Researchers at The Cancer Institute of New Jersey, US, have found that a trend of smokers relighting cigarettes is related to economic factors, according to a Science Daily story.
The results of the study by the researchers were given at a poster presentation during the 19th Annual Meeting of the Society for Research on Nicotine and Tobacco held last week in Boston.
The story said that ‘in these difficult economic times’ increasing numbers of smokers were smoking fewer cigarettes per day but were relighting the end portion of the cigarette that is typically discarded.
Investigators explored this behaviour among a cross-sectional sample of 496 smokers seeking treatment from the Tobacco Dependence Program (TDP).
The researchers found that 46 per cent of the sample reported relighting cigarettes. This group was found to smoke on average fewer cigarettes per day – 16 versus 20 – than the group that did not relight.
Science Daily said that while a reduction in the number of cigarettes smoked per day might sound positive, there was more to the story, according to Michael Steinberg, MD, MPH, FACP, a member of The Cancer Institute of New Jersey and director of the TDP, who was the senior author of the research.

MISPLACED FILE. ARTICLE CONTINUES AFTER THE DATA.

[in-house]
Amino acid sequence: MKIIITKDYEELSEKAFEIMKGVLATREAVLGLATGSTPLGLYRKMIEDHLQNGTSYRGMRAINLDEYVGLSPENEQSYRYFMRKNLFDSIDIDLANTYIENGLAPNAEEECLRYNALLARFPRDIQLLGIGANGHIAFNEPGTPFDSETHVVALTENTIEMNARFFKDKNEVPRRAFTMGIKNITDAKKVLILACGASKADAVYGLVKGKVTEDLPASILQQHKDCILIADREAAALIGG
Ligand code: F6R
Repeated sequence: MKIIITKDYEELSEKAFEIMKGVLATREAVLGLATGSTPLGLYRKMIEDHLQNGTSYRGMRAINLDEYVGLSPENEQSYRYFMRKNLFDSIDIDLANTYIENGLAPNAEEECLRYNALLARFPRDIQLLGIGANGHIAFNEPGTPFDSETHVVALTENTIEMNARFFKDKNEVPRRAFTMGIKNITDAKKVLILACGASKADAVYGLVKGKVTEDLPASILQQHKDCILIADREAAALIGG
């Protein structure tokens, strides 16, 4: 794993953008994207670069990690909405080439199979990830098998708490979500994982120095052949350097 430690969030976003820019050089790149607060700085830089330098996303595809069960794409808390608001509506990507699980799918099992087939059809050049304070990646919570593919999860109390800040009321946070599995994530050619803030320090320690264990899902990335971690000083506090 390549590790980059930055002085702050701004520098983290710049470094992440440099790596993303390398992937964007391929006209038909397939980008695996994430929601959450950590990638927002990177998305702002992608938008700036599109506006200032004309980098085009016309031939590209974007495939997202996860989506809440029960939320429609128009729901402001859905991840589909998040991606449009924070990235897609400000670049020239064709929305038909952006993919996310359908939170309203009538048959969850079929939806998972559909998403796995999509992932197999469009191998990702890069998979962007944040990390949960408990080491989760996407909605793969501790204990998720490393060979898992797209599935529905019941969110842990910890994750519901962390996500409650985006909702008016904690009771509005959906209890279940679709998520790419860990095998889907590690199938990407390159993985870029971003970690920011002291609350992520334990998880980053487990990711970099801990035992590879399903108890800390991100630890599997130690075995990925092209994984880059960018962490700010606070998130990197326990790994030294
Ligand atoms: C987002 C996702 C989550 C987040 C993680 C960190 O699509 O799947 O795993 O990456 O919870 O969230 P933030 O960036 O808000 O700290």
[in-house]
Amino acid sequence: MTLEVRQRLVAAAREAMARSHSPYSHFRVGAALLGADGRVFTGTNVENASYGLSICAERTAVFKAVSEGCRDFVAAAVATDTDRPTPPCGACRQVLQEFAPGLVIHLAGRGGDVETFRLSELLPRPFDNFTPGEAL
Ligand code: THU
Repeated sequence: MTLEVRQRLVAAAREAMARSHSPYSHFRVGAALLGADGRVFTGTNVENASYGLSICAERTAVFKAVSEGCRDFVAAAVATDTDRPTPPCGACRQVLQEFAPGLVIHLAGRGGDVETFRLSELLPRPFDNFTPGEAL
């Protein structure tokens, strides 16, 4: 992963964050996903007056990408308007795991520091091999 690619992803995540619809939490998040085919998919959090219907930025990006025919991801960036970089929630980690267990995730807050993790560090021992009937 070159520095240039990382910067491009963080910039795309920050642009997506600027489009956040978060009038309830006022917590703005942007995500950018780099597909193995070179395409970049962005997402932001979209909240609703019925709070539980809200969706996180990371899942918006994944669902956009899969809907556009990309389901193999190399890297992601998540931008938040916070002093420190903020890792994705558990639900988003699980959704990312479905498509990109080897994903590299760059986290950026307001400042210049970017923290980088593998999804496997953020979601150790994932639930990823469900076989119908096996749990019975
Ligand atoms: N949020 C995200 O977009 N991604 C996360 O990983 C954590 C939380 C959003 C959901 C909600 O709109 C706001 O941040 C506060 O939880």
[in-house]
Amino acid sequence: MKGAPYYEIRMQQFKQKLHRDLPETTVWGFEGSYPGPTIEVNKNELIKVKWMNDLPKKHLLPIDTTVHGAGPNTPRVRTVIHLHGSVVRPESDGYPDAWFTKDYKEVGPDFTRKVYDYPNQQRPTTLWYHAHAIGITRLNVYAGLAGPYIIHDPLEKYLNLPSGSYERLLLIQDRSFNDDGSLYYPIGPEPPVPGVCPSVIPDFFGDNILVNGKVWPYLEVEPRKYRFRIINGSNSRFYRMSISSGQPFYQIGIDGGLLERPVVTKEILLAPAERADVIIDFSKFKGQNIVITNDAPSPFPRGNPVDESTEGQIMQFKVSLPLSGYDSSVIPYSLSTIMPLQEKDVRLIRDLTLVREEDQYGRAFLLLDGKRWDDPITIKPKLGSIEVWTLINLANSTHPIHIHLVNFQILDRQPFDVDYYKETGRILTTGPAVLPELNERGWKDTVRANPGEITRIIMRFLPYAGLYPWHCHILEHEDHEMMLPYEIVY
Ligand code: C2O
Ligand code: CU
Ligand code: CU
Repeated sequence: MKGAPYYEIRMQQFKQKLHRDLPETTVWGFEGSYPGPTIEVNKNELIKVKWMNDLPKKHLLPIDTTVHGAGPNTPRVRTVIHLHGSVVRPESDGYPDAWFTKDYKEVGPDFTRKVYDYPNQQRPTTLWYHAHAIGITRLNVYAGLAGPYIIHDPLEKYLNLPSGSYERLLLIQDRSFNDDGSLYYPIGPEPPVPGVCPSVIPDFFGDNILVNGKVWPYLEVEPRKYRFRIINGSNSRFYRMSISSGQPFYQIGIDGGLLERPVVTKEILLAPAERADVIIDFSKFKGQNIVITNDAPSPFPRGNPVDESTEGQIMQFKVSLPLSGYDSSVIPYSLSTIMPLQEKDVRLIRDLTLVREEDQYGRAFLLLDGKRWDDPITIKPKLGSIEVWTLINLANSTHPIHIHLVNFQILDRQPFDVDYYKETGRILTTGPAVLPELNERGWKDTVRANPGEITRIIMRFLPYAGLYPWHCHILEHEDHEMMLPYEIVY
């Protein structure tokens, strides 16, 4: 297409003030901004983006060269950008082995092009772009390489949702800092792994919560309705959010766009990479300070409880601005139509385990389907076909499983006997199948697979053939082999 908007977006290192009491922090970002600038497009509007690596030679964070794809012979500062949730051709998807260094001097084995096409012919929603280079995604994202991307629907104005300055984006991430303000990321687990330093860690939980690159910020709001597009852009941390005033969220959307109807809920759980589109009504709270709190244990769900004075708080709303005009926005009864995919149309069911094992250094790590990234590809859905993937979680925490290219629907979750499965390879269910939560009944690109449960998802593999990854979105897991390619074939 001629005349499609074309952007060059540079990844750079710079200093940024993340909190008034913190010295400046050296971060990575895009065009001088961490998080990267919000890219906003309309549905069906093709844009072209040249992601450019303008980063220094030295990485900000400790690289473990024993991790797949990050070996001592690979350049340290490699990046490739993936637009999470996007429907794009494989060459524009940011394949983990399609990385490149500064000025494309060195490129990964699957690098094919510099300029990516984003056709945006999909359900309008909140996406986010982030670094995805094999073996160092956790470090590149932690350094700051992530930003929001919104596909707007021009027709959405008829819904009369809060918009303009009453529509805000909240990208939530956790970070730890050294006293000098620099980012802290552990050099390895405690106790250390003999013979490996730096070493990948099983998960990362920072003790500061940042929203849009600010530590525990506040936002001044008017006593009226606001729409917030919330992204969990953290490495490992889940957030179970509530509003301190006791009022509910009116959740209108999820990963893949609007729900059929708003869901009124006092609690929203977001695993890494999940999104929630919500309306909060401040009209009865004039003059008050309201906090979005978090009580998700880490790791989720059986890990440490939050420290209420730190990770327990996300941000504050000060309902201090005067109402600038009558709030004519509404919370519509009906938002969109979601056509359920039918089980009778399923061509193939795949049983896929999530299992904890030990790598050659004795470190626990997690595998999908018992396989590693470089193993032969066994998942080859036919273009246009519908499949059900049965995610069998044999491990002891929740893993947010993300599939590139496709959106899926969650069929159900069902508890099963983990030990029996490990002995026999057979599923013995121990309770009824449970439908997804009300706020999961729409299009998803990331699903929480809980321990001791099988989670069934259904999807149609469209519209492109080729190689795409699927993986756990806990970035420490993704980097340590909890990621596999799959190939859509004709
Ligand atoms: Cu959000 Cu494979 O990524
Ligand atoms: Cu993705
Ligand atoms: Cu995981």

“Despite those engaging in the relighting practice smoking fewer cigarettes, there is no estimated reduction in their exposure to toxins,” Steinberg was quoted as saying. “In fact, smokers who relight cigarettes may be at higher risk of lung cancer and chronic bronchitis. That is something of which policy makers need to be aware.”
Significantly higher rates of relighting were found among females, African-Americans, and smokers who were divorced, widowed or separated. The behavior was more prevalent also among smokers who started at a younger age, smoked fewer cigarettes per day, smoked menthol cigarettes and woke up at night to smoke. Other factors significantly related to relighting included being unemployed, sick or disabled, or having a high school degree or less.
“While the relighting of cigarettes is a relatively unexplored smoking behavior, it was anticipated that certain economic characteristics, such as lower education and lack of employment, would be related to a higher level of relighting,” said Steinberg.
“We were, however, surprised that women are more likely to engage in this practice than men. This needs further study.”
The practice of relighting cigarettes is thought to have implications for tobacco dependence treatment.
Category: Breaking News